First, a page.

You may have seen Exploited, the New York Times’ horrifying series on online child sexual abuse. We at Spectrum Labs have been following the series since the first article, The Internet is Overrun with Images of Child Sexual Abuse, was published in late September, followed by a devastating deep-dive into tech companies’ tepid reaction with Child Abusers Run Rampant as Tech Companies Look the Other Way. The most recent installment, While They Play Online, Children May Be the Prey, leveled a gut punch to the gaming industry, describing how predators use in-game chats to find and coerce children into sexual acts — and then blackmail them into a cycle of extortion and shame. The disturbing article left us with one question:
If gaming companies are already using software to detect child sexual abuse, then why is this problem growing?
Simple answer: predators’ actions evolve from innocuous to serious over time, and most technologies are not sophisticated enough to detect the pattern early on. Some content moderation companies tout their AI, but are essentially keyword-based solutions or simple image recognition; however, neither approach will detect the patterns and signs early enough to stop predators from crossing the gap from seemingly innocent to dangerous. And by then the child is in too deep, overwhelmed and ashamed, in secret.
To be clear: predators have an advantage in these situations because they are following a proven script, shared and refined in their own communities — whereas the child is just enjoying their online gaming experience in the illusion of safety. From the article:
After making contact, predators often build on the relationship by sending gifts or gaming currency, such as V-Bucks in Fortnite. Then they begin desensitizing children to sexual terms and imagery before asking them to send naked pictures and videos of their own.
When Kate started scrolling through her son’s Discord account, she saw how the sexualized chats had unfolded. The imagery becomes increasingly disturbing, moving from innocuous anime figures to pornographic illustrations - and finally to actual children being abused.
Improving online child safety through AI and context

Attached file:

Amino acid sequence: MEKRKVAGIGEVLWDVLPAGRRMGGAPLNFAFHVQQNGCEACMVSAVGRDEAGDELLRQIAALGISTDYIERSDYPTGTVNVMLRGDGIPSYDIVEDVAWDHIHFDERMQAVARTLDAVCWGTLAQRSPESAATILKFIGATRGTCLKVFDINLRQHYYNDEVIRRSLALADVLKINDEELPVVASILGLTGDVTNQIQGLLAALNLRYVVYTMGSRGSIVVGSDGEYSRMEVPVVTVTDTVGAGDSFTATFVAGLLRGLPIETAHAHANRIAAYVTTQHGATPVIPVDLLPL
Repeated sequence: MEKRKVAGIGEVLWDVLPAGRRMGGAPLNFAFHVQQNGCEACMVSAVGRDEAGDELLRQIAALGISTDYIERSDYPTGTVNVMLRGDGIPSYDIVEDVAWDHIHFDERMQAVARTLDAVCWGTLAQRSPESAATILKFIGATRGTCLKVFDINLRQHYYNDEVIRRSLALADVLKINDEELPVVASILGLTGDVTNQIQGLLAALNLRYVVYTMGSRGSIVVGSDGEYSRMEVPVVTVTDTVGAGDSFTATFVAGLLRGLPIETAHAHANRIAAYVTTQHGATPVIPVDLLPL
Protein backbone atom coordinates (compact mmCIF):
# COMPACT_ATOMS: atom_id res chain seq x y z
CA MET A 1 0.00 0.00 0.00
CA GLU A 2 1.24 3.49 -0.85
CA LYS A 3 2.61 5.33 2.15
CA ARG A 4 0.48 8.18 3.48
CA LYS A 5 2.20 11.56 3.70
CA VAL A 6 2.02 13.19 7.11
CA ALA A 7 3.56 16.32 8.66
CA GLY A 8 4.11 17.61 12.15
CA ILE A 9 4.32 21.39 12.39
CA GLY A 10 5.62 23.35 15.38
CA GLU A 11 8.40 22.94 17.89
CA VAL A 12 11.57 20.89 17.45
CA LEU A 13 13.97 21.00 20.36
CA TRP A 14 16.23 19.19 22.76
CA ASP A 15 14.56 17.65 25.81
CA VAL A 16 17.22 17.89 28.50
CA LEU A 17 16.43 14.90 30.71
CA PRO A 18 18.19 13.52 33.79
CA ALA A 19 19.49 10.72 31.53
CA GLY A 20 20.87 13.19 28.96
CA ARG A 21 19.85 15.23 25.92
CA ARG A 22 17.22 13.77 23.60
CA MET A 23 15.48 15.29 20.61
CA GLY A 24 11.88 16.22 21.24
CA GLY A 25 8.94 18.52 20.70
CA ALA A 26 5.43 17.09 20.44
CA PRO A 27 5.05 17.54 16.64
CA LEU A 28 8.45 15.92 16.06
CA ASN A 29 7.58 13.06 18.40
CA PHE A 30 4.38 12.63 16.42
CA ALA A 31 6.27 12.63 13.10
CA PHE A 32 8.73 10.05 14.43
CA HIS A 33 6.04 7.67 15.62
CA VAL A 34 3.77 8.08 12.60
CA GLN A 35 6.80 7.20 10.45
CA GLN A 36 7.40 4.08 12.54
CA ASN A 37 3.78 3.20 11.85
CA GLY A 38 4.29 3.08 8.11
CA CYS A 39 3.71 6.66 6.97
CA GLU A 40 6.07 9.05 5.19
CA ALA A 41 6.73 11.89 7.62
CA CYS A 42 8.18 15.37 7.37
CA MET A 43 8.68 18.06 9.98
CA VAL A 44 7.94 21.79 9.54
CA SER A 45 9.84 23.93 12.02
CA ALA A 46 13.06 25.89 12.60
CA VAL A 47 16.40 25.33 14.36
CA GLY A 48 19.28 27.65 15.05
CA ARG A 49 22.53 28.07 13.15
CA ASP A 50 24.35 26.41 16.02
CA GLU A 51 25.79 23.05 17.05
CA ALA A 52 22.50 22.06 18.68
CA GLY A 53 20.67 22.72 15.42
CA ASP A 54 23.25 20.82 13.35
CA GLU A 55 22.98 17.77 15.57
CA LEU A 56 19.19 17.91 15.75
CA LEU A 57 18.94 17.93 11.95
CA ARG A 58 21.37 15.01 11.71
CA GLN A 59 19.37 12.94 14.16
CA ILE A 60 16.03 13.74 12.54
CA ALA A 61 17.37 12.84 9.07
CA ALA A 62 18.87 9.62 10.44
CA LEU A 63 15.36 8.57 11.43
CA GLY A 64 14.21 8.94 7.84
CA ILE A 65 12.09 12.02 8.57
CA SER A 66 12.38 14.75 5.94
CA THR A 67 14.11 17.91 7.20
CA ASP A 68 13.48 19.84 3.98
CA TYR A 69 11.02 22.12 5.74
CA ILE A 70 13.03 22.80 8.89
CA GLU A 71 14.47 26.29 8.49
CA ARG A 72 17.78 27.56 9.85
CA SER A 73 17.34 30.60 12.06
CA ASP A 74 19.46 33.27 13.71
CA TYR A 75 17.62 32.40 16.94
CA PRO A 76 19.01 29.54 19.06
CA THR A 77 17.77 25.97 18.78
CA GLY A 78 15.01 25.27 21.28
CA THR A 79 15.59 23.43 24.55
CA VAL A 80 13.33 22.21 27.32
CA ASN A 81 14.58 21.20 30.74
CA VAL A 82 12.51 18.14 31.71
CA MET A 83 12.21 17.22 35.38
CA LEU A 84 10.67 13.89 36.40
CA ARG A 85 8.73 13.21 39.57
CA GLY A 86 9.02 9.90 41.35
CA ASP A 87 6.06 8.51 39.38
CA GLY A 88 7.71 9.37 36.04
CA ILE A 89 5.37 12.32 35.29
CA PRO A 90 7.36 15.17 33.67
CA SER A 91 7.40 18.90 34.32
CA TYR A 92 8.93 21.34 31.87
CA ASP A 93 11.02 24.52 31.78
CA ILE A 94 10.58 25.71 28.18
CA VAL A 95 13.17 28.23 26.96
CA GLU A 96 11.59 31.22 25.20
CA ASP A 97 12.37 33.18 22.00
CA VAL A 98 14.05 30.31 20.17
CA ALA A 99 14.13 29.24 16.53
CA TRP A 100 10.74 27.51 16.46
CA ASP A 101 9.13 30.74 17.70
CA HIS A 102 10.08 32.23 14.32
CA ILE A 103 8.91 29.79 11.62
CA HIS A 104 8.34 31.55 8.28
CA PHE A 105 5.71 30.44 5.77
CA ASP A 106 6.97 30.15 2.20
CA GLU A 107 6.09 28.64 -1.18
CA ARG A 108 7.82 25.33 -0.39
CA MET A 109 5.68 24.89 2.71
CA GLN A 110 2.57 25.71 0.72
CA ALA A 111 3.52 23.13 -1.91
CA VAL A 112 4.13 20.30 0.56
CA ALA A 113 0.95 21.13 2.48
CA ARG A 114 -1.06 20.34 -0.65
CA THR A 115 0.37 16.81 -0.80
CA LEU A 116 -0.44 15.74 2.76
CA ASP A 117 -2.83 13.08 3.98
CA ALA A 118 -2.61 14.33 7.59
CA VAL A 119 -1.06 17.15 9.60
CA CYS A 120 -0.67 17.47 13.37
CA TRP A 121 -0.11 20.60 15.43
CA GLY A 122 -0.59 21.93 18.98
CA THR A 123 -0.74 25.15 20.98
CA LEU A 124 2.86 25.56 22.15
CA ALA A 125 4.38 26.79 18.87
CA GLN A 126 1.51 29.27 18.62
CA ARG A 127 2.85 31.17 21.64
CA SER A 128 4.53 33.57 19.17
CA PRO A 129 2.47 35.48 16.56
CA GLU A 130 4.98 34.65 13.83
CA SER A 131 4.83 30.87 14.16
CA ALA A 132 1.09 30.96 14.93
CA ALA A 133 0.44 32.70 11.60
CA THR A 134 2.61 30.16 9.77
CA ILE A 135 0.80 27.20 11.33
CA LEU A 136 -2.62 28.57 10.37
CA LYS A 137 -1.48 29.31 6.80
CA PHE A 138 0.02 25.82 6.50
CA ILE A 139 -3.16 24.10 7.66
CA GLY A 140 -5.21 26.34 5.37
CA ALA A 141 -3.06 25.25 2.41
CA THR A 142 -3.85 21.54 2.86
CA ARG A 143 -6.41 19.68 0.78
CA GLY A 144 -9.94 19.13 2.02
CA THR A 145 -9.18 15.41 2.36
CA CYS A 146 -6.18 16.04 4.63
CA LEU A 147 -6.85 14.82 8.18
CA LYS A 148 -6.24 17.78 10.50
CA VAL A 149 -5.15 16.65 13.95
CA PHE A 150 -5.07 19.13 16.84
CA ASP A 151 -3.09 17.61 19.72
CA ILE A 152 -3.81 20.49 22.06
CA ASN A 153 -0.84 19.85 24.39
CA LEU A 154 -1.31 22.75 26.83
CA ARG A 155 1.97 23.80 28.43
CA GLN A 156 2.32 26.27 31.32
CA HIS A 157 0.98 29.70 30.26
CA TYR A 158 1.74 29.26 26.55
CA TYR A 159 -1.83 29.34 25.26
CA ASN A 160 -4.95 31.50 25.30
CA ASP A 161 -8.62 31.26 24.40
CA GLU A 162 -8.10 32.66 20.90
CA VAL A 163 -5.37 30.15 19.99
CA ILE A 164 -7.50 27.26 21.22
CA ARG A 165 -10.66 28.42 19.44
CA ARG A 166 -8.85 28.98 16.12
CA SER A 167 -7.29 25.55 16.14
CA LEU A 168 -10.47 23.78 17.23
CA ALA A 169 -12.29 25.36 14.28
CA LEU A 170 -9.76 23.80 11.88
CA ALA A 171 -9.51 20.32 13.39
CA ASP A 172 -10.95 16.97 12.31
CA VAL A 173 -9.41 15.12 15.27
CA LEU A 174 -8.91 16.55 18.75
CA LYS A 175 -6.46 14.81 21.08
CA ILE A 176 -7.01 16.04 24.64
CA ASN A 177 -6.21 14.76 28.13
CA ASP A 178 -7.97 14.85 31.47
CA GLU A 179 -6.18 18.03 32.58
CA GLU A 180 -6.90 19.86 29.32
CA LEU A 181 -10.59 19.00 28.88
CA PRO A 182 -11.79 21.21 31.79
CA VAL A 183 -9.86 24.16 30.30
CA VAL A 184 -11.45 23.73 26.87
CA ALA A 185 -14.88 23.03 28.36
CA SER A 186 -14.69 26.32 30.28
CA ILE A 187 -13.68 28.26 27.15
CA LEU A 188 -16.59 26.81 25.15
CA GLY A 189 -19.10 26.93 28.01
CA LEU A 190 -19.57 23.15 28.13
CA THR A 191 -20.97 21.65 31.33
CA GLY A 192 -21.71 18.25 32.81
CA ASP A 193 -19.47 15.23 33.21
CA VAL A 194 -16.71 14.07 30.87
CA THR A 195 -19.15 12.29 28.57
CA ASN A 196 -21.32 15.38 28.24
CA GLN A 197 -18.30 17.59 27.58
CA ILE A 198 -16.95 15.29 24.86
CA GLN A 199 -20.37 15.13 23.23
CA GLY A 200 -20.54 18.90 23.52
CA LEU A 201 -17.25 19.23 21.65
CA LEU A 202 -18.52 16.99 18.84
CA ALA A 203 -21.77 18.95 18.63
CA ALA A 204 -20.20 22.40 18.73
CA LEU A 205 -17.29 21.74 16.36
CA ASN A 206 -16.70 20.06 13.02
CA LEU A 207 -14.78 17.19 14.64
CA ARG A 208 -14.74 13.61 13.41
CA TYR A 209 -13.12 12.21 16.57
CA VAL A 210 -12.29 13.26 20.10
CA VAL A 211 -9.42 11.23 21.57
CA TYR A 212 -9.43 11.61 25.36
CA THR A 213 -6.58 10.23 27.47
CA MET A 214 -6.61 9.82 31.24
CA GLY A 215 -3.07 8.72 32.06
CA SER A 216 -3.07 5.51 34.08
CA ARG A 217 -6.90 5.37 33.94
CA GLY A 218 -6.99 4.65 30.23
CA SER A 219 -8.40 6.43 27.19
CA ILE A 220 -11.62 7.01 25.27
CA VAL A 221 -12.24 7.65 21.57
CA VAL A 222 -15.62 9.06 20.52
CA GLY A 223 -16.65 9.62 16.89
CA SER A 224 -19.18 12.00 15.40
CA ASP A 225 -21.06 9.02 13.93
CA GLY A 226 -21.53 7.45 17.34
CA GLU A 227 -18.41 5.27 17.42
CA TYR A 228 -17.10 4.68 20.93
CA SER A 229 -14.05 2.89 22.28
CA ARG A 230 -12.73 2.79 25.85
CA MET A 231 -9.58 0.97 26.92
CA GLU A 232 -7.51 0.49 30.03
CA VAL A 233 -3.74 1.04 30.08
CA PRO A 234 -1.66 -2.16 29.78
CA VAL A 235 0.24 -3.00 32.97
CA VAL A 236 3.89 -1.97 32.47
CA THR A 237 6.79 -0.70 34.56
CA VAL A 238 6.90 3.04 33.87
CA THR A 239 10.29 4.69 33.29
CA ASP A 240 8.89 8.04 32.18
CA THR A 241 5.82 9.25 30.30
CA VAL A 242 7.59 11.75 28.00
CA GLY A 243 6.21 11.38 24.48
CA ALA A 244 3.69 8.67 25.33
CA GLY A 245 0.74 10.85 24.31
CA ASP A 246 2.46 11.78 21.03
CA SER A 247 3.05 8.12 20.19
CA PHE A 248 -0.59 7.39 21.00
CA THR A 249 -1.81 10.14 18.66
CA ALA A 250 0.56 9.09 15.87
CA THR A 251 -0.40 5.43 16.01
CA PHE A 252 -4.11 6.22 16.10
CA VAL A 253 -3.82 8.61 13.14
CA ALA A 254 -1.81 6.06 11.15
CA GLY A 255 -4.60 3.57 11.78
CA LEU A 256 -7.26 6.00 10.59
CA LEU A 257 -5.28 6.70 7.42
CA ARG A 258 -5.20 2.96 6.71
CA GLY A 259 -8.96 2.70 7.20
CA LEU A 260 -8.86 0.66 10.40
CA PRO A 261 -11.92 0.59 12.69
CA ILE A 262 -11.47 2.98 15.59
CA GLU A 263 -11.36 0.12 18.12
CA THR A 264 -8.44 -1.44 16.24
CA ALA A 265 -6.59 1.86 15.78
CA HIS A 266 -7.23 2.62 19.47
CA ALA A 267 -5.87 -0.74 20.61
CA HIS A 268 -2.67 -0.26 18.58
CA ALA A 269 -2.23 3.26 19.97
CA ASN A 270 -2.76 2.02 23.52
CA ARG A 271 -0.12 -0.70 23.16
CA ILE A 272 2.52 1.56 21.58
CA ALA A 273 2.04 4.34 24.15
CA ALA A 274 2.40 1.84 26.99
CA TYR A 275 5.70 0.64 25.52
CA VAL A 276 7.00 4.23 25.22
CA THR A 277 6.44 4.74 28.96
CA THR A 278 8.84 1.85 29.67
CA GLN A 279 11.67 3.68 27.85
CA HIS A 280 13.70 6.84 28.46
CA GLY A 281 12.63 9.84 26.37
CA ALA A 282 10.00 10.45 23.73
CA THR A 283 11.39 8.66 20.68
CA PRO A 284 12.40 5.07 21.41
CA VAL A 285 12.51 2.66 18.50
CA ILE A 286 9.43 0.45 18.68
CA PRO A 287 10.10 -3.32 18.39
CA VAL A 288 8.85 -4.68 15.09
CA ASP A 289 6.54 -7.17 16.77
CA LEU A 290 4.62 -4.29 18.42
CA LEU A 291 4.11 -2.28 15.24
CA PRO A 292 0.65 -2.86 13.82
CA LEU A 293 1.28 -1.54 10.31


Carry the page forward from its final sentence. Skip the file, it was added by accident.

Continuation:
Context-sensing AI is the only way predators can be found early enough to stop them, at scale, before their behavior escalates. Predators don’t tell children, “Hey, I’m a pedophile” or immediately ask a child for sexually explicit photos upon engaging them online. However, predators leave clues from the get-go — and Spectrum Labs’ Contextual AI can read and recognize those clues because it evaluates interactions over time and with relevant metadata like chat timestamps, user profiles and activity — across multiple languages/idioms and multiple content types (text, images, video, voice).
Where some content moderation technology focuses on the small, point-in-time interactions — like the dots of color on a pointillist painting — Spectrum Labs’ Contextual AI looks at the bigger picture so that patterns — and intent — are revealed. It’s scarily accurate, without using PIIF.
While the article shares helpful resources for parents and guardians of gamers, it is missing one critical call to action:
Ask the companies that make the games or forums enjoyed by the children in your life, “What are you doing to protect children against this very real, and very serious problem?”
Technology created these games and forums for children to enjoy independence and gaming in a safe way. It is now time — past time — to restore that safety. These online interactions have devastating real-life consequences and whatever companies are doing now, it is clearly not enough.
For more information on Contextual AI and how it works, contact me at Justin@getspectrum.io.